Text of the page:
Posted on Mar 6, 2017
Question Period: Rural Economic Development and Coal Transition
On Monday, March 6th, I was able to ask questions to the Minister of Economic Development regarding resources in Rural Alberta and plans for the Coal Transition.
Rural Economic Development
Ms Babcock: Thank you, Mr. Speaker. Rural Alberta plays a critical role in building a strong, resilient economy that all Albertans can count on. From strength in oil and gas, forestry, and agriculture to tourism, rural Alberta has opportunities across many sectors to build on. In fact, municipalities and industry groups in regions such as my constituency of Stony Plain have long been partners in securing jobs and economic growth. To the Minister of Economic Development and Trade. The economic downturn has hit rural Alberta hard. How are we supporting our communities to help build a diversified economy?
The Speaker: The hon. Minister of Economic Development and Trade.
Mr. Bilous: Thank you very much, Mr. Speaker. I’ll thank the member for the question. I know that she’s been a very vocal advocate working with businesses in her constituency and municipal leaders. I can tell you that last year we launched our two-year community and regional economic support program, or the CARES program. What this program is doing is partnering with municipal leaders, with regional and community organizations looking at opportunities to develop business plans to further economic development that are local to those areas. I’m very proud of the amount of applicants that we had in the first intake. The second intake opens April 1, and I encourage community members and municipal leaders to look at this program.
The Speaker: Thank you.
Ms Babcock: Thank you, Mr. Speaker. To the same minister: in these difficult economic times what is the minister doing to address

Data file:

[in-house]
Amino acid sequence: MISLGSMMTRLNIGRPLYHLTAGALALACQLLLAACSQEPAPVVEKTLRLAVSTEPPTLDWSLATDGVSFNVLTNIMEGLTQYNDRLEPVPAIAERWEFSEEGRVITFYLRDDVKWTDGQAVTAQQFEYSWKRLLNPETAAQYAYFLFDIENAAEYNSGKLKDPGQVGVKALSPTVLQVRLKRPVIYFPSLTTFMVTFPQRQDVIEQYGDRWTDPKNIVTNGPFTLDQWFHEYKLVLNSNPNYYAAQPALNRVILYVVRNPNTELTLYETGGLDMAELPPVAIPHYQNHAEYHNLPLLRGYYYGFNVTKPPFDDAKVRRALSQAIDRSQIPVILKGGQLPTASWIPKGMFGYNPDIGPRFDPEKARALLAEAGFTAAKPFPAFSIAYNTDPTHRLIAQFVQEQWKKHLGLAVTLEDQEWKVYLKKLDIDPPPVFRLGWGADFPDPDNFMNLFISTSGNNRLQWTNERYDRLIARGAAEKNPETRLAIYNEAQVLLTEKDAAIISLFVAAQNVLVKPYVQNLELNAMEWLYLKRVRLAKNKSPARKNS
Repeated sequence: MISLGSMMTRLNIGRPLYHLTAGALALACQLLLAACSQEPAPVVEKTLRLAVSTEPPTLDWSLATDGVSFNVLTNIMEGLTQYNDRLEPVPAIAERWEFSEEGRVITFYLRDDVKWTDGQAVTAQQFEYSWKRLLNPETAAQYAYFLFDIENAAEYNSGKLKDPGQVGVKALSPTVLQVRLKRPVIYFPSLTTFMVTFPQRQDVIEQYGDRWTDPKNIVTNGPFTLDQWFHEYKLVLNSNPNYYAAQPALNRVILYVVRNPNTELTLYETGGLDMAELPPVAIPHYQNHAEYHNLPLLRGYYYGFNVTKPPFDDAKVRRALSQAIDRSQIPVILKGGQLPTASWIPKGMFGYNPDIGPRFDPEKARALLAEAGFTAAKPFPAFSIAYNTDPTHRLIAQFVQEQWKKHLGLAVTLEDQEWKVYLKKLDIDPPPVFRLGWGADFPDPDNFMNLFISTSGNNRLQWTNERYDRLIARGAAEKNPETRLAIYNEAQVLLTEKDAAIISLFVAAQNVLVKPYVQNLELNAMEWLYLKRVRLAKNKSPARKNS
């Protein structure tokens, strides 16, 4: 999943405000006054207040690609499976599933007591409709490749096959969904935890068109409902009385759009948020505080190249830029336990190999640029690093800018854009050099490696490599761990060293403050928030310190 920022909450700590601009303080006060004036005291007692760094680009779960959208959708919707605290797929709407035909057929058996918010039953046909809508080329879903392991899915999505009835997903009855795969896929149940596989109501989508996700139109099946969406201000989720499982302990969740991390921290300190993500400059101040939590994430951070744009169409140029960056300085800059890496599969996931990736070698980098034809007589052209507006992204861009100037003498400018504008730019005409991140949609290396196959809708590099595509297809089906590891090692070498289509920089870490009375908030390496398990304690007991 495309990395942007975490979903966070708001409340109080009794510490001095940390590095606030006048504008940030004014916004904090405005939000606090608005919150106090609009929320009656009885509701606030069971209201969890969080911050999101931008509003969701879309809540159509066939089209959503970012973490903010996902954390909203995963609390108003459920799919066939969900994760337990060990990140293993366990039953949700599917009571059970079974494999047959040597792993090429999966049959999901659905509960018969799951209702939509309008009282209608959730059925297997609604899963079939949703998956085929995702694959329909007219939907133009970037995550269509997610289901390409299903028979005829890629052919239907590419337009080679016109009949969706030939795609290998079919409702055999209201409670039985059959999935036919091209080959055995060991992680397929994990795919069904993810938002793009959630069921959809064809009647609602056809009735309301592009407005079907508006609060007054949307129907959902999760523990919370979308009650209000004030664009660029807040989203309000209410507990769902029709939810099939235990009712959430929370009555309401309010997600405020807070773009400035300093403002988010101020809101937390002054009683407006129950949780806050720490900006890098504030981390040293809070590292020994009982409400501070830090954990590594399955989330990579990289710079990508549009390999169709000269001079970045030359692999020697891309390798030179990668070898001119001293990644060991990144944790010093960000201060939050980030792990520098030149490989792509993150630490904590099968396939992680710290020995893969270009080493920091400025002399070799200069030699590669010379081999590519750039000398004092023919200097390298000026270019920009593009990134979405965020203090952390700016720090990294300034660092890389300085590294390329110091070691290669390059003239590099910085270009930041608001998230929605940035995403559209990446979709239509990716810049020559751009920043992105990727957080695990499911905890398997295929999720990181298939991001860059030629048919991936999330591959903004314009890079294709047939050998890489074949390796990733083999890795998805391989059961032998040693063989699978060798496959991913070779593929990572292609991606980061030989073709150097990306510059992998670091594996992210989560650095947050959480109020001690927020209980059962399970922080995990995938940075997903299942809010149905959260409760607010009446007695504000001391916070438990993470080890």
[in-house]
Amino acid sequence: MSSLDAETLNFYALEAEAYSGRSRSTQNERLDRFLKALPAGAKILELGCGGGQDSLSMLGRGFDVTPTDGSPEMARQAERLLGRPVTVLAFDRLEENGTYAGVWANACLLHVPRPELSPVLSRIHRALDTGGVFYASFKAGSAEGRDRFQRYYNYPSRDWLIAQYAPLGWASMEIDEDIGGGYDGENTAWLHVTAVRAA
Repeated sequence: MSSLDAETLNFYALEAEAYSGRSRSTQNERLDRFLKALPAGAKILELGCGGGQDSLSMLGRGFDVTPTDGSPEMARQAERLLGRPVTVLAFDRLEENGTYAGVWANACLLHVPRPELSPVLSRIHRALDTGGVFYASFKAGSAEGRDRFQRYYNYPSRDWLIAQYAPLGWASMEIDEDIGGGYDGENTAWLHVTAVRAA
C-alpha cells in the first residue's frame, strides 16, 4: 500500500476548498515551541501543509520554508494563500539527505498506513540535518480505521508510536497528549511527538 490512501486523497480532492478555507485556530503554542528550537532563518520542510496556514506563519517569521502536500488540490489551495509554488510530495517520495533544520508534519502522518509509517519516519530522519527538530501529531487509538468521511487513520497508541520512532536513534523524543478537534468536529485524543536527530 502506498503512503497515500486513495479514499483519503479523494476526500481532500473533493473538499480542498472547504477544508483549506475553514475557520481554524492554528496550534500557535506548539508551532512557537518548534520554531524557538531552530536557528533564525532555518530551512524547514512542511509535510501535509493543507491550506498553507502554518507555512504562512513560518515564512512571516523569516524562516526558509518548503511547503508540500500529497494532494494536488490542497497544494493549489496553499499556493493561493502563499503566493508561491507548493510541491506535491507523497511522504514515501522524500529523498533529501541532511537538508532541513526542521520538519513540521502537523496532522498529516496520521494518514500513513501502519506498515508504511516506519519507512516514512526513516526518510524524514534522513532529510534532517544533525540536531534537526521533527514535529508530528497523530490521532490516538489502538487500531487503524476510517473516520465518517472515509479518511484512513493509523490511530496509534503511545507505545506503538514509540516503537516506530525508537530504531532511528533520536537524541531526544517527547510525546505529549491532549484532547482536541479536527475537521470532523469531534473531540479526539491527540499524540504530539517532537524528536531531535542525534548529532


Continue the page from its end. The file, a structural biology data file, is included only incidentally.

the unique challenges that we all see that rural Alberta faces to create good jobs in our communities?
The Speaker: The hon. minister.
Mr. Bilous: Thank you, Mr. Speaker, and I’ll thank the member for the question. There are a number of different tools and entities that we’re working with and working through. The regional economic development alliances: Alberta has 11 REDAs across the province, that are made up of municipal leaders, community leaders, and economic development organizations. That’s one of the ways that we’re working in rural Alberta and through these entities. We know that they have the expertise and the ideas. What they need from the government of Alberta is some support. I can tell you that REDAs were developed out of a need to stimulate long-term economic development and growth strategies in Alberta. We’re working closely with them along with the Northern Alberta Development Council.
The Speaker: Thank you, hon. minister.
Ms Babcock: Thank you, Mr. Speaker. Given that Canada is one of the many countries moving away from coal-powered electricity and that Albertans whose livelihood depends on coal are concerned about their future, especially in my riding of Stony Plain, to the same minister: what does a made-in-Alberta plan look like for these communities?
The Speaker: The hon. minister.
Mr. Bilous: Thank you, Mr. Speaker. We know that Canada’s transition away from coal is creating uncertainty in Alberta’s communities. We know that, and I know that because I’ve recently visited a number of plants and communities. We’ve met with miners, with mom-and-pop shops, and worked closely with mayors and councils. My message to them is that we have your back. In 2012, when the Leader of the Opposition was in federal government, the federal government prohibited coal plants from generating beyond 2030 and actually stopped the conversion of these same plants to natural gas. What our government is doing is we’ve reversed that so facilities can continue to . . .
The Speaker: Thank you, hon minister.